"Robert Naiman, policy director at Just Foreign Policy, in a recent article on HuffPost points out that the Obama Administration cannot bomb Syrian government forces without the approval of Congress, because that would be an act of war against another country. Not only is Naiman right about this, but bombing the Syrian government will be an attack on the last hope of the Christian population and, besides that, a foolish risk, unless we would really like to start World War III.

"When my own biases are put aside, I see clearly that for America to attack the Syrian Army---partially motivated by our distrust of Iran or our dislike for Hizballah or some rivalry with Russia---would be to fight our own wars on Syrian soil, which is immoral to say the least. To hinder anyone from liberating the Christians of Syria and the population of Aleppo will mean fighting on the side of ISIS and be a wicked use of our power and a mistake that will leave us with few friends in the Middle East."

Frances Fuller puts a face on the Middle East many Americans have not yet seen. Her award-winning memoir, 'In Borrowed Houses', gives readers a penetrating glimpse of the Middle East from the inside.

The Syrian occupation of Lebanon during that country's long civil war is part of Fuller's experience in the Middle East, related in her memoir. Told in short episodes, Fuller's book reveals the alienation, confusion and courage of civilians in the Lebanese civil war, introducing to the reader a variety of real people with whom the author interacts: editors, salesmen, neighbors, refugees, soldiers, missionaries, lawyers, shepherds, artists, students. With these people she works, studies, plays games, prays, laughs and cries, all to the accompaniment of gunfire. Together these small stories tell what war is like for civilians caught on a battlefield, and they create the impression of the Lebanese as a fun-loving, witty, patient and resilient people. Fuller's stories compose not a political history, but a historical document of a time and a place.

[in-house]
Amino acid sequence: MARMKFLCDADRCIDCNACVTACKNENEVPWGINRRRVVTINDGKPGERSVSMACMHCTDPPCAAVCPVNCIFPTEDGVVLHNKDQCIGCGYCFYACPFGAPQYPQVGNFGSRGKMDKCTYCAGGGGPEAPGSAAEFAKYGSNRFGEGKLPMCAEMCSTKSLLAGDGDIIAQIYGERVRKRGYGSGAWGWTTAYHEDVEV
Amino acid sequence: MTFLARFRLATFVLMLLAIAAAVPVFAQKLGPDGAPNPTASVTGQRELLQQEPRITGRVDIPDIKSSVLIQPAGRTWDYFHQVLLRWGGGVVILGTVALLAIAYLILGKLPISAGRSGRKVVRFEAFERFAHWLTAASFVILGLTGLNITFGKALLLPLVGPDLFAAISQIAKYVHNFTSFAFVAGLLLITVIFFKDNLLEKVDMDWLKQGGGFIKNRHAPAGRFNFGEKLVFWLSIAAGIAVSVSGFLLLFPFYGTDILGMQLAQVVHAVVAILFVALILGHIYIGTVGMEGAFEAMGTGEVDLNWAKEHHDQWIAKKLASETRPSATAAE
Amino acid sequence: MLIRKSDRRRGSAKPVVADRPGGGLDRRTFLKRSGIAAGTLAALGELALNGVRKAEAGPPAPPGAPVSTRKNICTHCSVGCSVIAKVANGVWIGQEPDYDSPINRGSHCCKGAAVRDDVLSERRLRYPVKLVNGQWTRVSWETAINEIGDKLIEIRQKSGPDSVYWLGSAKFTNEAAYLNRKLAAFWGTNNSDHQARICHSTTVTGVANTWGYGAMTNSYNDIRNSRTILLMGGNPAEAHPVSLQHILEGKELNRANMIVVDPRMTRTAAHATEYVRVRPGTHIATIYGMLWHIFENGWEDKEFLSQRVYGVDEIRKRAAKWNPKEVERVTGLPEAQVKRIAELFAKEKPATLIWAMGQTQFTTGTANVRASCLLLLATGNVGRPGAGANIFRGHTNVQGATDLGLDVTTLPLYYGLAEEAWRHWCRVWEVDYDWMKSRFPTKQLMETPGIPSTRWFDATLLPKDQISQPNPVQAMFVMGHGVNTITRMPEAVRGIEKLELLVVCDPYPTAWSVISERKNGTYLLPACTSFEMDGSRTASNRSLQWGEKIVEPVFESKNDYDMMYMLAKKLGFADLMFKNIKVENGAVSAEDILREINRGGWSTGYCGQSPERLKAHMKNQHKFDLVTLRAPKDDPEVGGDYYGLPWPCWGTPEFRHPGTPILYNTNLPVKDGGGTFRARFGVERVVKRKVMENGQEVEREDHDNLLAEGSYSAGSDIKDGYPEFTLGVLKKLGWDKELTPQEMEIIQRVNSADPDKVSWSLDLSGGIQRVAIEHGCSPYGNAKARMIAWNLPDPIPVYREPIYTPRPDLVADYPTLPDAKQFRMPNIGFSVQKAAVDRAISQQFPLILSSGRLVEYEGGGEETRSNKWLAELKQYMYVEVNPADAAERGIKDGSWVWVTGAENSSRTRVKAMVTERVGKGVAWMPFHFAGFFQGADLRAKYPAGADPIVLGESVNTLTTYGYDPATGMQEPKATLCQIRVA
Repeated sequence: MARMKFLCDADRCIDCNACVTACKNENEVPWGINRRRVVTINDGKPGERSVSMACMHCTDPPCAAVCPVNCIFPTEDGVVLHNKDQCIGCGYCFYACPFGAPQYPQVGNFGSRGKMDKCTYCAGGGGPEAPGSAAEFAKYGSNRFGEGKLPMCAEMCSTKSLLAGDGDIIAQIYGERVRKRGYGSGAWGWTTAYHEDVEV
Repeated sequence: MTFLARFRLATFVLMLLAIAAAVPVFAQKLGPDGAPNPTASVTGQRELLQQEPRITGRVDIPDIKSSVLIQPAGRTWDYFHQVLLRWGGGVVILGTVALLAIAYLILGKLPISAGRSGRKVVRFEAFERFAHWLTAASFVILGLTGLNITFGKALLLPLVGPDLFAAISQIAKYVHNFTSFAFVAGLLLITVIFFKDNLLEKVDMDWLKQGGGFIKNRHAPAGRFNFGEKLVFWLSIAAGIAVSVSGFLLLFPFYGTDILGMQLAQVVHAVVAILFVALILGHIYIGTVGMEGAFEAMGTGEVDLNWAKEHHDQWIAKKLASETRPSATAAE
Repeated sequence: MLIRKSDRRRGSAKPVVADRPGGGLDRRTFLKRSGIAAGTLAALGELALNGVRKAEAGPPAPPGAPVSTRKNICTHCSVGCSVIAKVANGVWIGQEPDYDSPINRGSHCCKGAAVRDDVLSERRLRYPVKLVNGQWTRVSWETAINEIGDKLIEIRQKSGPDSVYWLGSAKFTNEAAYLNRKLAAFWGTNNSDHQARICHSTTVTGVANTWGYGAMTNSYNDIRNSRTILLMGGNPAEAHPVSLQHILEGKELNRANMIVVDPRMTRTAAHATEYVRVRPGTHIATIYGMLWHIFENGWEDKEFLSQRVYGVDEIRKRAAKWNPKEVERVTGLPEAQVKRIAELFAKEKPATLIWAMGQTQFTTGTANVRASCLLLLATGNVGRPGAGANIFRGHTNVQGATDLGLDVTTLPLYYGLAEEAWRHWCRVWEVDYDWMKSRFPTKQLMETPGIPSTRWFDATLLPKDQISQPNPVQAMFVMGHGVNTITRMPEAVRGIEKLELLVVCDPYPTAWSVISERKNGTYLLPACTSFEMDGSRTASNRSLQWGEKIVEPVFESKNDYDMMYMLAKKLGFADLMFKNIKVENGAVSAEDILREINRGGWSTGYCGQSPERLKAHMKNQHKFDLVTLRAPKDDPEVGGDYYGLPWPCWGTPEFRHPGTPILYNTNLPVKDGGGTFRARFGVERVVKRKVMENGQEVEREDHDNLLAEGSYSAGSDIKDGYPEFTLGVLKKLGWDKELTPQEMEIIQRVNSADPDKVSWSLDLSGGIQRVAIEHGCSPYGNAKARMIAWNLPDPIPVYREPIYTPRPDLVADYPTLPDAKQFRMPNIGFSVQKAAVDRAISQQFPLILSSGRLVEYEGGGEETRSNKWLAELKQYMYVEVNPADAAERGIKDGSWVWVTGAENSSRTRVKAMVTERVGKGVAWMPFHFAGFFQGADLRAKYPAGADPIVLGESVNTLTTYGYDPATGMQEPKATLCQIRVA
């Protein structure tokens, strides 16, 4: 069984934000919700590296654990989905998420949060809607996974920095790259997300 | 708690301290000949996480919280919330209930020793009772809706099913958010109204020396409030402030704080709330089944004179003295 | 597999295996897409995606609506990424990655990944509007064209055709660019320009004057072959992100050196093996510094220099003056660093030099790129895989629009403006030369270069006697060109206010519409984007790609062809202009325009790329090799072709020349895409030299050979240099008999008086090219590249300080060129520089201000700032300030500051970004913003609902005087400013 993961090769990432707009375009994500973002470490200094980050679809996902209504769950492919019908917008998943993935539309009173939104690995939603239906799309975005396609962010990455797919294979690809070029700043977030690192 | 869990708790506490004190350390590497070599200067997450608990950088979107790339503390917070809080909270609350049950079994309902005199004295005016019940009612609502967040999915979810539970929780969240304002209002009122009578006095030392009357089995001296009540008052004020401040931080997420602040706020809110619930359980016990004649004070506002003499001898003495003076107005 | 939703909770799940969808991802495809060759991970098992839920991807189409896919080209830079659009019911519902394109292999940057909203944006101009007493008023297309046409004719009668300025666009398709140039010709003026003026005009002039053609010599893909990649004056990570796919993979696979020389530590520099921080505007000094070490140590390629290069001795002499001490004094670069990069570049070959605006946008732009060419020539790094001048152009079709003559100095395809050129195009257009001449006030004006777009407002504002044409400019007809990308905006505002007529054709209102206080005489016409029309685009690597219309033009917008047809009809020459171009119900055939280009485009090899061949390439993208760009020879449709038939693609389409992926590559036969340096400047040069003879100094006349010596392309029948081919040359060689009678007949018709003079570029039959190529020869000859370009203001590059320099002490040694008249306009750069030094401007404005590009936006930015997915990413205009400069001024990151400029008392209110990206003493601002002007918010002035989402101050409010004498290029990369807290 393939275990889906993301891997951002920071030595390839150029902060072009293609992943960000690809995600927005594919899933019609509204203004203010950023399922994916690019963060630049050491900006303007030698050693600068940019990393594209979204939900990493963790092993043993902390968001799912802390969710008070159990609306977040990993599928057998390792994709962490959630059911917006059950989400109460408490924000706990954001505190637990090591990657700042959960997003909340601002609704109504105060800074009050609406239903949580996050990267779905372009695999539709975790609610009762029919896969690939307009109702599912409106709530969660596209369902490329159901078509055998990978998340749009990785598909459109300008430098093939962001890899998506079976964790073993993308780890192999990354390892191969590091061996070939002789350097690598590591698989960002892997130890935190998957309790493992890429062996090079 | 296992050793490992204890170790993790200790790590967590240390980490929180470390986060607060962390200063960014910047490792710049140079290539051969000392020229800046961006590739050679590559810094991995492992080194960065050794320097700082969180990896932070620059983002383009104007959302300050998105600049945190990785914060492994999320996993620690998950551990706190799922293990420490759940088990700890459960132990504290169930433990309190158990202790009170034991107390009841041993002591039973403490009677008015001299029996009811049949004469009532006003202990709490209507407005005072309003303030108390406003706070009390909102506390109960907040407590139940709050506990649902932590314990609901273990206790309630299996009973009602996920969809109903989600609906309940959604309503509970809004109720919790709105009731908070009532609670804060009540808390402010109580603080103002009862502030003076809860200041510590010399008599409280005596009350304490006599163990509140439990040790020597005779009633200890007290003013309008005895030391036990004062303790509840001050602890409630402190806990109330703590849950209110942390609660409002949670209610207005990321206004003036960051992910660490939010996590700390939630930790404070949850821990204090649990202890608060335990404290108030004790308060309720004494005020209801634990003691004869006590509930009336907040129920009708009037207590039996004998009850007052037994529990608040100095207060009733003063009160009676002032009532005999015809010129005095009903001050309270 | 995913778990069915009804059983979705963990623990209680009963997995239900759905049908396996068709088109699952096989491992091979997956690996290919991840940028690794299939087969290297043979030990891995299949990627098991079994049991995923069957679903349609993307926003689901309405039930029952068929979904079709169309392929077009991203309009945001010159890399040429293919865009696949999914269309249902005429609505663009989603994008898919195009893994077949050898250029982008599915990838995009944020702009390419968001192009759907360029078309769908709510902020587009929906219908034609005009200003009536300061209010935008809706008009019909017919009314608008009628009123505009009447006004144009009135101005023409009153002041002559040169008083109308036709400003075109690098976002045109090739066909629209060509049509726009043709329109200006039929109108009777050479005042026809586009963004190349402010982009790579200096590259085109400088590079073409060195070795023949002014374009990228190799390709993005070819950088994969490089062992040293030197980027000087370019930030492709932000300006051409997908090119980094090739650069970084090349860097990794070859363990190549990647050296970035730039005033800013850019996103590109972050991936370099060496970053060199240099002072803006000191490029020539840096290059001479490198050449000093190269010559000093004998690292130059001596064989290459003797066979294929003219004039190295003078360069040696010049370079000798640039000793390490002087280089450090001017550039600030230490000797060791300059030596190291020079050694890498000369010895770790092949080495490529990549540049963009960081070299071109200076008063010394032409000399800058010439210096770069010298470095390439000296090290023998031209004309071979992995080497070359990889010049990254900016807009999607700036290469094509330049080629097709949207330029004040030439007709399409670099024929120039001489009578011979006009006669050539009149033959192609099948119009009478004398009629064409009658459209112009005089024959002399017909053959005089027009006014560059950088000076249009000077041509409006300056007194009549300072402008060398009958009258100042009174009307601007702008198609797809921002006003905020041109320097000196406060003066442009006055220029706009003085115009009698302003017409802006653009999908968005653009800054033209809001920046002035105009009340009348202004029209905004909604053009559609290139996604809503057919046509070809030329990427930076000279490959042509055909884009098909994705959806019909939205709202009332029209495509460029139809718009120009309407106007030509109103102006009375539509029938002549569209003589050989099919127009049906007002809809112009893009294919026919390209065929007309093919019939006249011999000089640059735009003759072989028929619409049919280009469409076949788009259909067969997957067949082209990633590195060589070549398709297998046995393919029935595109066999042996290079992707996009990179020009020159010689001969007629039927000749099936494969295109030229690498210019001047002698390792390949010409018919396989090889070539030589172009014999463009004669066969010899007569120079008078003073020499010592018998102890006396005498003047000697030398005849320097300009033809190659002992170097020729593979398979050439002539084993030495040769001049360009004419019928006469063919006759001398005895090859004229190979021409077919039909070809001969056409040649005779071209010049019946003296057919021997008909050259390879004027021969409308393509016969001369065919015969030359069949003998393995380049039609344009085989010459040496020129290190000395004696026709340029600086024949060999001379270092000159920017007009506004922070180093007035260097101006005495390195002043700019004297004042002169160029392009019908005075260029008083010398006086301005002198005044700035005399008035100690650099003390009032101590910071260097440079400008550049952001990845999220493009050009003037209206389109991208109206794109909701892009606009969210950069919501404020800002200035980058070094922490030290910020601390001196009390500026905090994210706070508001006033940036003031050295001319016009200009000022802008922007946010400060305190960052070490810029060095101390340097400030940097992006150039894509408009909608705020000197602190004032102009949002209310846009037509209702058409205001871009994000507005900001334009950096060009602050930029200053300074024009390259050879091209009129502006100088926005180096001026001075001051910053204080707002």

Critics have praised 'In Borrowed Houses.' A judge in the 22nd Annual Writer's Digest Self-Published Book Awards called 'In Borrowed Houses' " . . a well written book full of compassion . . . a captivating story . . . ". Another reviewer described the book as "Wise, honest, sensitive, funny, heart-wrenching . . .". Colin Chapman, lecturer in Islamic Studies at the Near East School of Theology in Beirut said, " . . . western Christians and Middle Eastern Christians need to read this story...full of remarkable perceptiveness and genuine hope."

Frances Fuller is available for media interviews and can be reached using the information below or by email at The full text of her latest article is available at her website. Fuller's book is available at Amazon and other book retailers. A free ebook sample from 'In Borrowed Houses' is available at Frances Fuller also blogs on other issues relating to the Middle East on her website at

Frances Fuller spent thirty years in the violent Middle East and for twenty-four of those years was the director of a Christian publishing program with offices in Lebanon. While leading the development of spiritual books in the Arabic language, she survived long years of civil war and invasions.